In his talk "Maybe not" Rich Hickey states:

maps are (mathematical) functions!

in Clojure, we can directly write, and invoke

({:a 1 :b 2} :b) => 2

However I have the feeling that they are not in fact first class Clojure functions, or are they?

I can call the map with a keyword, or the other way around:

user=> (:b {:a 1 :b 2 :c 3})
user=> ({:a 1 :b 2 :c 3} :b)

But I can't use apply either way it seems:

user=> (apply #(:b %) {:a 1 :b 2 :c 3})
ArityException Wrong number of args (3) passed to: user/eval1762/fn--1763  clojure.lang.AFn.throwArity (AFn.java:429)

user=> (apply #({:a 1 :b 2 :c 3} %) :b)
IllegalArgumentException Don't know how to create ISeq from: clojure.lang.Keyword  clojure.lang.RT.seqFrom (RT.java:542)

And neither can I apply the keyword directly to the map:

user=> (apply {:a 1 :b 2 :c 3} :b)
IllegalArgumentException Don't know how to create ISeq from: clojure.lang.Keyword  clojure.lang.RT.seqFrom (RT.java:542)

So are they functions only in the mathematical sense, or is there more to them in the sense of applying a keyword similar to a "normal" clojure function?

  • 2
    If you use (apply #((fn [x] x) %) :b) or (apply #(:b %) (fn [x] x)) to substitute an explicit 1-arity function in the places where you're currently passing maps, you get the same errors -- demonstrating that the problem is not about maps' function-ness, but about the usage patterns themselves. – Charles Duffy Mar 22 '19 at 15:22

Maps are functions of keys, as in your first two examples. Maps implement IFn interface just like "regular" Clojure functions.

The reason apply doesn't work in your examples is due to the "sequence" arguments being passed in the second position.

(apply #(:b %) {:a 1 :b 2 :c 3})

In that example, the map argument is being turned into a sequence of key/value vectors/tuples, so they can be applied to #(:b %) (which wouldn't work anyway because that anonymous function only takes one argument). This is how the map would look as it's being turned into a sequence and applied as arguments to the function:

user=> (seq {:a 1 :b 2 :c 3})
([:a 1] [:b 2] [:c 3])

This second example doesn't work because :b is not a sequence — it's a single keyword. This works though:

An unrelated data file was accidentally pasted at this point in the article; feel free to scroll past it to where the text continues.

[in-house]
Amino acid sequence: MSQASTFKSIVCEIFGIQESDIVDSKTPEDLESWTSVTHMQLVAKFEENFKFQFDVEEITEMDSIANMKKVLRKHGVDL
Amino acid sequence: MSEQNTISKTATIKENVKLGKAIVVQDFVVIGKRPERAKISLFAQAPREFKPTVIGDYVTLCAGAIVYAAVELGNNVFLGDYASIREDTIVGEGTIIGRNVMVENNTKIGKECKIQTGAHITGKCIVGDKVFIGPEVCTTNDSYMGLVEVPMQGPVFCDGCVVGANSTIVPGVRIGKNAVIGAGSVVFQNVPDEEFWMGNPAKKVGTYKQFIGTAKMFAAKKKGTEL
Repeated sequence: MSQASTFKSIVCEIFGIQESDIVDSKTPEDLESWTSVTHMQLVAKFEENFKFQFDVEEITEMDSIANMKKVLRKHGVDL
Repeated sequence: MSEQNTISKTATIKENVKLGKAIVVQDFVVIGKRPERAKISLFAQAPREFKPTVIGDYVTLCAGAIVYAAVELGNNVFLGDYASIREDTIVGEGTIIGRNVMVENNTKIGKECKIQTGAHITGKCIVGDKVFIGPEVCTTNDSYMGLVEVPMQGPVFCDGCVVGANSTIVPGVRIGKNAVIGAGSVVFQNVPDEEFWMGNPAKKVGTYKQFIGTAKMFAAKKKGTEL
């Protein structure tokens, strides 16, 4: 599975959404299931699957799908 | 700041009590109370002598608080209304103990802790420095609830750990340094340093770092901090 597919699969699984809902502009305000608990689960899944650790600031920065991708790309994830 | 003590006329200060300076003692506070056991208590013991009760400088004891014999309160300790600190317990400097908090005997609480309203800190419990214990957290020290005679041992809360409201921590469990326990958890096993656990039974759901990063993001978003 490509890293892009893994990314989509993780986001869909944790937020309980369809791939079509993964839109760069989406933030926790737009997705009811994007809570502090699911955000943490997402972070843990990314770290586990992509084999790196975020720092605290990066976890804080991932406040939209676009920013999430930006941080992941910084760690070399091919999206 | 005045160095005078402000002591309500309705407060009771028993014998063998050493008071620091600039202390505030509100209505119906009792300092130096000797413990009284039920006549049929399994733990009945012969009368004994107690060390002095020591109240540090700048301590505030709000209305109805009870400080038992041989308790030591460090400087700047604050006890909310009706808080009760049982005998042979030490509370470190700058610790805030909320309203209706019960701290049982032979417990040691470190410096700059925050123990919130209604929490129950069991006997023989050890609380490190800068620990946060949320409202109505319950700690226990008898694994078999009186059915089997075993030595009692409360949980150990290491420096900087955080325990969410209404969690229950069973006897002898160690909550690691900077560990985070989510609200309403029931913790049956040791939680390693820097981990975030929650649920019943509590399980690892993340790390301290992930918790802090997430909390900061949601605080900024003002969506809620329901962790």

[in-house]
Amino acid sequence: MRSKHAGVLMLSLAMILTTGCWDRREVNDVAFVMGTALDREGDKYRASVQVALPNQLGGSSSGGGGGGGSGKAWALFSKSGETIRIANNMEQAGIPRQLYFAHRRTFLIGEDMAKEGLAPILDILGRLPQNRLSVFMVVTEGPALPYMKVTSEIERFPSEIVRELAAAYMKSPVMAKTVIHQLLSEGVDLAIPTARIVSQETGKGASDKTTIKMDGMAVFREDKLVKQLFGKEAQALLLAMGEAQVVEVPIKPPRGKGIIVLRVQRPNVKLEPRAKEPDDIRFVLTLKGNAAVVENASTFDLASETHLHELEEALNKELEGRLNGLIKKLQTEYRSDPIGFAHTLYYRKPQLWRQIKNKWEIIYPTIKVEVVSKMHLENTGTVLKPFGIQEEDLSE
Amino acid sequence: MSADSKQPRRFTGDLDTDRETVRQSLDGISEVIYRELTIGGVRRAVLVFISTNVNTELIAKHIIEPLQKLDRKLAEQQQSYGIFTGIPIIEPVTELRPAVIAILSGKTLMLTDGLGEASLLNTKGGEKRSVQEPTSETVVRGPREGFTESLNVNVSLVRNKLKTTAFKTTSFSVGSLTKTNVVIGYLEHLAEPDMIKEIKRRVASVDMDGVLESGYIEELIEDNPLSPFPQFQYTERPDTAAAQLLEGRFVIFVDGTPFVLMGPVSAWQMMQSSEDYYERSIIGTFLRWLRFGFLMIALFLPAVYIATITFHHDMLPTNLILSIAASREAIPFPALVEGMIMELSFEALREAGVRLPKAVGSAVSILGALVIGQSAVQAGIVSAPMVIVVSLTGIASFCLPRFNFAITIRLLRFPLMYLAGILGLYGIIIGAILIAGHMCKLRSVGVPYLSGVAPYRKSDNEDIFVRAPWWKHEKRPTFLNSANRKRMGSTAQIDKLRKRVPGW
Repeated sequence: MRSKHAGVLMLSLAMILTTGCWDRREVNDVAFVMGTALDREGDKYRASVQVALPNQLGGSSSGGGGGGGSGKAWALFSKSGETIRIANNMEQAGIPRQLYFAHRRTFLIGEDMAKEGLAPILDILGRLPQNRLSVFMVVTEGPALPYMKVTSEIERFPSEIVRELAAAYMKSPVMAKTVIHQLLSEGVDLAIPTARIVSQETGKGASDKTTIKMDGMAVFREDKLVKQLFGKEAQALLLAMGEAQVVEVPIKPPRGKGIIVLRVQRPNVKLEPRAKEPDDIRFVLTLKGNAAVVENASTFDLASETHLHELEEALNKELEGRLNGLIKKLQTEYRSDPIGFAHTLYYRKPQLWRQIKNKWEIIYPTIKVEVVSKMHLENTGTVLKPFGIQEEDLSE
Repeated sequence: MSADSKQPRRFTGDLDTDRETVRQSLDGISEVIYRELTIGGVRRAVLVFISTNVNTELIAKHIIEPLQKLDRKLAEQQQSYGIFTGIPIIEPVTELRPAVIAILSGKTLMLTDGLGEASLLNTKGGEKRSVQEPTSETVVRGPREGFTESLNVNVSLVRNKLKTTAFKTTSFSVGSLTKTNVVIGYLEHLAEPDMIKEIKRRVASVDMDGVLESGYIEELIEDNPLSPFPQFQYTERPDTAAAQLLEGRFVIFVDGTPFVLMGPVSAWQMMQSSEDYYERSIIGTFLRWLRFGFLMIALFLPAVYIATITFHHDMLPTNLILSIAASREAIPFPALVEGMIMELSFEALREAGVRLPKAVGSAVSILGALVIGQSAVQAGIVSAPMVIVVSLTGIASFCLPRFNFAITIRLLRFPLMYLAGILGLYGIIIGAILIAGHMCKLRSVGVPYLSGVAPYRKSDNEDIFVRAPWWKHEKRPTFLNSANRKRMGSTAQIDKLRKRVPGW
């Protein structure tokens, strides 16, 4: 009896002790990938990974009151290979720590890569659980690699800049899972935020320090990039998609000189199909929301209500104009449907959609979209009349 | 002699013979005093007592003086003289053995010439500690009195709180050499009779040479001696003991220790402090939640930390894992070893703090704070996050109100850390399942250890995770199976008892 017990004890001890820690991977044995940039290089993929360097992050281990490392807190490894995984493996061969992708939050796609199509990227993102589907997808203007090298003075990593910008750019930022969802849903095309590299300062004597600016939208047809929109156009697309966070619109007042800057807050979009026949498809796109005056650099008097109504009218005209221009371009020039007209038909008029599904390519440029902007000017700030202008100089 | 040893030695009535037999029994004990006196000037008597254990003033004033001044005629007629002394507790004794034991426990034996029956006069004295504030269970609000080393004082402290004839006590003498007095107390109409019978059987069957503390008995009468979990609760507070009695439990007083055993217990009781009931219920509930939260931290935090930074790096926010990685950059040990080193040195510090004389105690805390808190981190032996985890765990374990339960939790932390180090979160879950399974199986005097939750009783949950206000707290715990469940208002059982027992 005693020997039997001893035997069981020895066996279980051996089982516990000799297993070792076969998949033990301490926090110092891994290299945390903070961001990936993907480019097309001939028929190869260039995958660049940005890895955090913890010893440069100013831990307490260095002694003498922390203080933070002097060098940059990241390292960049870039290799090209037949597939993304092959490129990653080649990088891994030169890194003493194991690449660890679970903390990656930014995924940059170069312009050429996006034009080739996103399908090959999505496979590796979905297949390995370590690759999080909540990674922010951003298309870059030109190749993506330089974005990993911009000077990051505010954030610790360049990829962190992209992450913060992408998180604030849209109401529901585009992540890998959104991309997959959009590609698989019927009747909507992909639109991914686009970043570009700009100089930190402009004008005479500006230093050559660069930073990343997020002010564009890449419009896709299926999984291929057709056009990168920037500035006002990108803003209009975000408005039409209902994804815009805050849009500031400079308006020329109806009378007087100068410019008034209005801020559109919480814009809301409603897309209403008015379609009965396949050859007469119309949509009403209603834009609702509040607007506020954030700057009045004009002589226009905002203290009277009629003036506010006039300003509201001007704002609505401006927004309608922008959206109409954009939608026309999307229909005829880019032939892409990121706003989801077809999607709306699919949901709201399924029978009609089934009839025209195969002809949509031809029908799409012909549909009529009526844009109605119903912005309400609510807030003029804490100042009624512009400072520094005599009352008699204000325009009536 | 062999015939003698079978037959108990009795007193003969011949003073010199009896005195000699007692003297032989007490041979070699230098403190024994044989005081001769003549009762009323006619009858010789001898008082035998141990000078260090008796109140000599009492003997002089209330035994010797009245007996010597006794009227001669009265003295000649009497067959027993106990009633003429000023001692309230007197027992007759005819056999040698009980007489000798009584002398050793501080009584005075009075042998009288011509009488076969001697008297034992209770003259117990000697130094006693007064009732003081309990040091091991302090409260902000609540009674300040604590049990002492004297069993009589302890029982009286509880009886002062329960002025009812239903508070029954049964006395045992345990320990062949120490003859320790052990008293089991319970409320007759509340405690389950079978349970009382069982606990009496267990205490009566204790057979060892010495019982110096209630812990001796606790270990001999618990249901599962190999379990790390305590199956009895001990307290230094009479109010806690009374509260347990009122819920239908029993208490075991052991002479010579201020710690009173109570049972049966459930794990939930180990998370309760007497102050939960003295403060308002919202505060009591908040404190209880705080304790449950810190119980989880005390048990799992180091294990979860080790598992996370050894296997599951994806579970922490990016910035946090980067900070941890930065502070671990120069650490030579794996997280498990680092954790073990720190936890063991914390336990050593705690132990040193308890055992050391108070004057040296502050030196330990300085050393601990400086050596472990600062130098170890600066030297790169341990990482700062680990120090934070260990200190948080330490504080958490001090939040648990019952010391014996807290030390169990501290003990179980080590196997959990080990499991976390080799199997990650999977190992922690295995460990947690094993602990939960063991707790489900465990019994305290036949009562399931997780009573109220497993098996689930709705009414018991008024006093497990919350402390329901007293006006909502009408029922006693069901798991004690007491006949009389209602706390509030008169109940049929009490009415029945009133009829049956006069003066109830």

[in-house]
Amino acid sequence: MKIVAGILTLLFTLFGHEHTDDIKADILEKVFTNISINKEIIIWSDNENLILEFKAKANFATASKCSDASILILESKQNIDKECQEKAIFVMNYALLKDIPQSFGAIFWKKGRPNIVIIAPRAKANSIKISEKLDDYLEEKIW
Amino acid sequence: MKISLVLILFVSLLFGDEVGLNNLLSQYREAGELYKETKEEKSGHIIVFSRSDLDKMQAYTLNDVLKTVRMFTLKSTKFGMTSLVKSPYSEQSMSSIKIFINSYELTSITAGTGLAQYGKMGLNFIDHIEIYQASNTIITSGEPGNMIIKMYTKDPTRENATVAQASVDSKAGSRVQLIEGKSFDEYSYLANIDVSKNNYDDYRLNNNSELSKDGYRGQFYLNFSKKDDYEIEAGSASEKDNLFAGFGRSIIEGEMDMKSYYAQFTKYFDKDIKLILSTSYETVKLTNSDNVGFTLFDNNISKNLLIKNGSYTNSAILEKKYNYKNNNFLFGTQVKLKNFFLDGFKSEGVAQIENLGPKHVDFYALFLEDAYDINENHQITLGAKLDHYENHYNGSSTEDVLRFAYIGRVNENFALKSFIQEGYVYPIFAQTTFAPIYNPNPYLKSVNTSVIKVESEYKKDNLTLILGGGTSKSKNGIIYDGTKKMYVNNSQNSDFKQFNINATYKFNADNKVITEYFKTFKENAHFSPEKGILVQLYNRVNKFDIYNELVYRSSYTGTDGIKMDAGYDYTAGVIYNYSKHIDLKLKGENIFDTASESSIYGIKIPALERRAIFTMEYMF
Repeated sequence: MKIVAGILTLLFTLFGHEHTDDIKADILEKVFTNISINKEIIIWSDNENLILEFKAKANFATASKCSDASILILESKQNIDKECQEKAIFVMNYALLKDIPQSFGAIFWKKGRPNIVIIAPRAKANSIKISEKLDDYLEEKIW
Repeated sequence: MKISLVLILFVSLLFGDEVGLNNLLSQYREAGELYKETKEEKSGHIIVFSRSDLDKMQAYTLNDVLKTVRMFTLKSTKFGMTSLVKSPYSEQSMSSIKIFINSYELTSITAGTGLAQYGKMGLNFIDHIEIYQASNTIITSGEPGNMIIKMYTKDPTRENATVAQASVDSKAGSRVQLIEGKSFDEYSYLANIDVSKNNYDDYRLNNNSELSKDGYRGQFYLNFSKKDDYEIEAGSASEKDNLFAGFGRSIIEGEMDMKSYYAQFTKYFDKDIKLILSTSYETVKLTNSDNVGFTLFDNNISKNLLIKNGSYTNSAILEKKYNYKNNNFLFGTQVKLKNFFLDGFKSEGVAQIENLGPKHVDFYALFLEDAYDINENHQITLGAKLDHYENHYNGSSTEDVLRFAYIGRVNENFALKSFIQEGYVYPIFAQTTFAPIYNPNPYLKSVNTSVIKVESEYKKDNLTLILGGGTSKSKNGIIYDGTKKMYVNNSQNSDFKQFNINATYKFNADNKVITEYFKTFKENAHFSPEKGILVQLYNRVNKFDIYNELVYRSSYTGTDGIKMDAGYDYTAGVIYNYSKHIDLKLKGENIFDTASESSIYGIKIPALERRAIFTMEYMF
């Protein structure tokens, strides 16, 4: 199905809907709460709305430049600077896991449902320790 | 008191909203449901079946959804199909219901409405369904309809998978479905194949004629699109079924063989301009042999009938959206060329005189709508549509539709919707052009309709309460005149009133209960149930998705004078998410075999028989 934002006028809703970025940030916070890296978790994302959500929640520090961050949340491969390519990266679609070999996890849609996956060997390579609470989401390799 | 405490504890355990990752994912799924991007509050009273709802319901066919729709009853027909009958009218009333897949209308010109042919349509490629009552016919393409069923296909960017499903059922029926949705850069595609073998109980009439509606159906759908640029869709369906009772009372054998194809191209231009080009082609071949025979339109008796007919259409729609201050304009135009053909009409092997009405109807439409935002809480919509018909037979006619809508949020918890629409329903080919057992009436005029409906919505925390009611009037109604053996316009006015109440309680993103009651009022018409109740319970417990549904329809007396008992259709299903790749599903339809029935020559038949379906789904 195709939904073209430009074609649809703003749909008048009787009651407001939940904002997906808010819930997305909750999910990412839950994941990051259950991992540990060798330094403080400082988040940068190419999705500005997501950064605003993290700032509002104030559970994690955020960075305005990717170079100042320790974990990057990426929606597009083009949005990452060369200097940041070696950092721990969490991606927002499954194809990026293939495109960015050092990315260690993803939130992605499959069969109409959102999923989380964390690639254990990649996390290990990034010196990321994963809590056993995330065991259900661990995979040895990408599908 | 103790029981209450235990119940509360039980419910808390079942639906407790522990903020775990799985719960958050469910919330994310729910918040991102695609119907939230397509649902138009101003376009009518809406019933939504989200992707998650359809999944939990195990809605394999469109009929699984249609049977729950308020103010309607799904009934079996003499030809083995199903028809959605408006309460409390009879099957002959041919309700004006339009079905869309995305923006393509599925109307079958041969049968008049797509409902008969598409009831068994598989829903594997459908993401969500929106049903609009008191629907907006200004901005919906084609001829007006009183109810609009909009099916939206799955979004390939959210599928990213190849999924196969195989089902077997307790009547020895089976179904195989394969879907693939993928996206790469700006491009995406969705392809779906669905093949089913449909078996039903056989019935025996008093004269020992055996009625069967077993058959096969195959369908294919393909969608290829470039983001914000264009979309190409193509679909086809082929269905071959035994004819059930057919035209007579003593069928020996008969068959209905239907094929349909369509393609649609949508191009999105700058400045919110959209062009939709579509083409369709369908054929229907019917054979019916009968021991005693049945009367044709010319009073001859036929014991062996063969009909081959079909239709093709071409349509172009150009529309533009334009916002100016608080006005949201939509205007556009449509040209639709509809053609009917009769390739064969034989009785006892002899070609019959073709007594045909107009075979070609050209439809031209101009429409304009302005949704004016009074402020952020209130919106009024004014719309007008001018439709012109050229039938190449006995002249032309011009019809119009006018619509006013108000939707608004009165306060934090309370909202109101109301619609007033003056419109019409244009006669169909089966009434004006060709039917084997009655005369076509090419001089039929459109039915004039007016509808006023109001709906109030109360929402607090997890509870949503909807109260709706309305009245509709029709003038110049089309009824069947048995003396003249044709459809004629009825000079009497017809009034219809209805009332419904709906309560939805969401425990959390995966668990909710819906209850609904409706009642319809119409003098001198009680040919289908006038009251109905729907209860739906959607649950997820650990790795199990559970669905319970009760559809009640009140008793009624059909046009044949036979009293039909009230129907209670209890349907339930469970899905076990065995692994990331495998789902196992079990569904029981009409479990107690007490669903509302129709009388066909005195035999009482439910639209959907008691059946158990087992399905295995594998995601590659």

user=> (apply {:a 1 :b 2 :c 3} [:b])

Note that calling a map-as-function with apply and a sequence of keywords doesn't really make practical sense though.


A mathematical function is a set of ordered pairs such that there are no distinct pairs with the same first element. A mathematical function so defined takes only one argument.

Clojure maps are self-evidently mathematical functions, since the there are no distinct key-value pairs with the same key. Moreover, Clojure maps have a finite domain (set of keys) and range/co-domain (set of values).

As @TaylorWood has stated, Clojure maps are Clojure functions because they implement clojure.lang.IFn. They do so as operators yielding the value for a given key, so consistent with their interpretation as mathematical functions.

Your apply syntax is wrong. You can write

user=> (apply {:a 1, :b 2} [:a])


user=> (apply {:a 1, :b 2} :a []) 

You can supply some of the arguments for the function (the first argument to apply) inline. The remainder comprise the sequence that is the last argument to apply. Since there is exactly one argument here, we can put it inline or alone in the terminal sequence.

Similar considerations apply to the use of keywords as arguments.

Reply to @AlanThompson's comments

  1. I've listened to and read Rich's talk that the question refers to. My definition of a function agrees with his.

  2. My statement that "A mathematical function so defined takes only one argument" is self evidently correct.

  3. You could contend that my definition isn't the conventional one. But even that is false. If you read the Multivariate_function part of the Wikipedia article we both refer to, you will find